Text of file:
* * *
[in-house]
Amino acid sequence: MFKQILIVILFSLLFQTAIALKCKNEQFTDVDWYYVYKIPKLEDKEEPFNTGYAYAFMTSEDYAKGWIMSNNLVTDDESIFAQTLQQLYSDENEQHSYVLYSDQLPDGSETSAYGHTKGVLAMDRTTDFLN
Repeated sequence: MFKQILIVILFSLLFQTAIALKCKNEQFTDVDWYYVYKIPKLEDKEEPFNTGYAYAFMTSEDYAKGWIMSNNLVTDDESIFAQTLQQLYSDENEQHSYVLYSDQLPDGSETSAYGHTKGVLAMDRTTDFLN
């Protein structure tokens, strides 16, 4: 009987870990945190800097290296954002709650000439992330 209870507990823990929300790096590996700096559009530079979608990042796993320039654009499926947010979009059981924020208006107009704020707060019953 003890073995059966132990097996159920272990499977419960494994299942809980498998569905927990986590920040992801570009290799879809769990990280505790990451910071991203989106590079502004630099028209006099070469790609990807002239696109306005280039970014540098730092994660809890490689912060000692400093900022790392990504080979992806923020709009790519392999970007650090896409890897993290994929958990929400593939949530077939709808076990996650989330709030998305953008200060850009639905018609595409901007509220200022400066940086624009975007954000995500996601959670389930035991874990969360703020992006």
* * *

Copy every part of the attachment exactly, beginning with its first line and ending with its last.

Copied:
[in-house]
Amino acid sequence: MFKQILIVILFSLLFQTAIALKCKNEQFTDVDWYYVYKIPKLEDKEEPFNTGYAYAFMTSEDYAKGWIMSNNLVTDDESIFAQTLQQLYSDENEQHSYVLYSDQLPDGSETSAYGHTKGVLAMDRTTDFLN
Repeated sequence: MFKQILIVILFSLLFQTAIALKCKNEQFTDVDWYYVYKIPKLEDKEEPFNTGYAYAFMTSEDYAKGWIMSNNLVTDDESIFAQTLQQLYSDENEQHSYVLYSDQLPDGSETSAYGHTKGVLAMDRTTDFLN
């Protein structure tokens, strides 16, 4: 009987870990945190800097290296954002709650000439992330 209870507990823990929300790096590996700096559009530079979608990042796993320039654009499926947010979009059981924020208006107009704020707060019953 003890073995059966132990097996159920272990499977419960494994299942809980498998569905927990986590920040992801570009290799879809769990990280505790990451910071991203989106590079502004630099028209006099070469790609990807002239696109306005280039970014540098730092994660809890490689912060000692400093900022790392990504080979992806923020709009790519392999970007650090896409890897993290994929958990929400593939949530077939709808076990996650989330709030998305953008200060850009639905018609595409901007509220200022400066940086624009975007954000995500996601959670389930035991874990969360703020992006």